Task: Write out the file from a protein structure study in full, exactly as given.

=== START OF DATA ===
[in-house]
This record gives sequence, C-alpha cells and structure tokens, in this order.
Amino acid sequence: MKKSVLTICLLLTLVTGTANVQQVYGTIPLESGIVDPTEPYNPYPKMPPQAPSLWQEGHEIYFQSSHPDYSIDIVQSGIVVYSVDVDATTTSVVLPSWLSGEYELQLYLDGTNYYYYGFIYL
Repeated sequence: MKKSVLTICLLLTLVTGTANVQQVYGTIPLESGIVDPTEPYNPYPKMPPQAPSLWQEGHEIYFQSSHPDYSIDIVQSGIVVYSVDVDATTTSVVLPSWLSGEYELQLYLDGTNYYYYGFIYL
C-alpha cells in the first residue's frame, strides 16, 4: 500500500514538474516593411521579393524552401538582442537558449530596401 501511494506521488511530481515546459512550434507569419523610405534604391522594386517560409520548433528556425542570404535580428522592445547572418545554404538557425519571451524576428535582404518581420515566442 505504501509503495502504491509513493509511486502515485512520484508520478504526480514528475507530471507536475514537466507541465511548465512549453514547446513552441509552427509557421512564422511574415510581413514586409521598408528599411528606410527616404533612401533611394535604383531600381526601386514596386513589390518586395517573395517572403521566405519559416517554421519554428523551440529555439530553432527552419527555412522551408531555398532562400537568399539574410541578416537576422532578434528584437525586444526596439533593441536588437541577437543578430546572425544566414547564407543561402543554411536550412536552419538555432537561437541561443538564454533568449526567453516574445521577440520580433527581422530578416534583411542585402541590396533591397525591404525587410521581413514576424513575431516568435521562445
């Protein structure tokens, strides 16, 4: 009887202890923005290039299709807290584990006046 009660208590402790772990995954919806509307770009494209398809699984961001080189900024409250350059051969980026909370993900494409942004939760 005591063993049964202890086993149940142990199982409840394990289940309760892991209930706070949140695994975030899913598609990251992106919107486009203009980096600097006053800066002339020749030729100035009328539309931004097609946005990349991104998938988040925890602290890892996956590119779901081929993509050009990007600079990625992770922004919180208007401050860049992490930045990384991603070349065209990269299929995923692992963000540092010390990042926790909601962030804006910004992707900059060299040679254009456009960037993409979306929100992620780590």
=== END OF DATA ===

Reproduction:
[in-house]
This record gives sequence, C-alpha cells and structure tokens, in this order.
Amino acid sequence: MKKSVLTICLLLTLVTGTANVQQVYGTIPLESGIVDPTEPYNPYPKMPPQAPSLWQEGHEIYFQSSHPDYSIDIVQSGIVVYSVDVDATTTSVVLPSWLSGEYELQLYLDGTNYYYYGFIYL
Repeated sequence: MKKSVLTICLLLTLVTGTANVQQVYGTIPLESGIVDPTEPYNPYPKMPPQAPSLWQEGHEIYFQSSHPDYSIDIVQSGIVVYSVDVDATTTSVVLPSWLSGEYELQLYLDGTNYYYYGFIYL
C-alpha cells in the first residue's frame, strides 16, 4: 500500500514538474516593411521579393524552401538582442537558449530596401 501511494506521488511530481515546459512550434507569419523610405534604391522594386517560409520548433528556425542570404535580428522592445547572418545554404538557425519571451524576428535582404518581420515566442 505504501509503495502504491509513493509511486502515485512520484508520478504526480514528475507530471507536475514537466507541465511548465512549453514547446513552441509552427509557421512564422511574415510581413514586409521598408528599411528606410527616404533612401533611394535604383531600381526601386514596386513589390518586395517573395517572403521566405519559416517554421519554428523551440529555439530553432527552419527555412522551408531555398532562400537568399539574410541578416537576422532578434528584437525586444526596439533593441536588437541577437543578430546572425544566414547564407543561402543554411536550412536552419538555432537561437541561443538564454533568449526567453516574445521577440520580433527581422530578416534583411542585402541590396533591397525591404525587410521581413514576424513575431516568435521562445
């Protein structure tokens, strides 16, 4: 009887202890923005290039299709807290584990006046 009660208590402790772990995954919806509307770009494209398809699984961001080189900024409250350059051969980026909370993900494409942004939760 005591063993049964202890086993149940142990199982409840394990289940309760892991209930706070949140695994975030899913598609990251992106919107486009203009980096600097006053800066002339020749030729100035009328539309931004097609946005990349991104998938988040925890602290890892996956590119779901081929993509050009990007600079990625992770922004919180208007401050860049992490930045990384991603070349065209990269299929995923692992963000540092010390990042926790909601962030804006910004992707900059060299040679254009456009960037993409979306929100992620780590």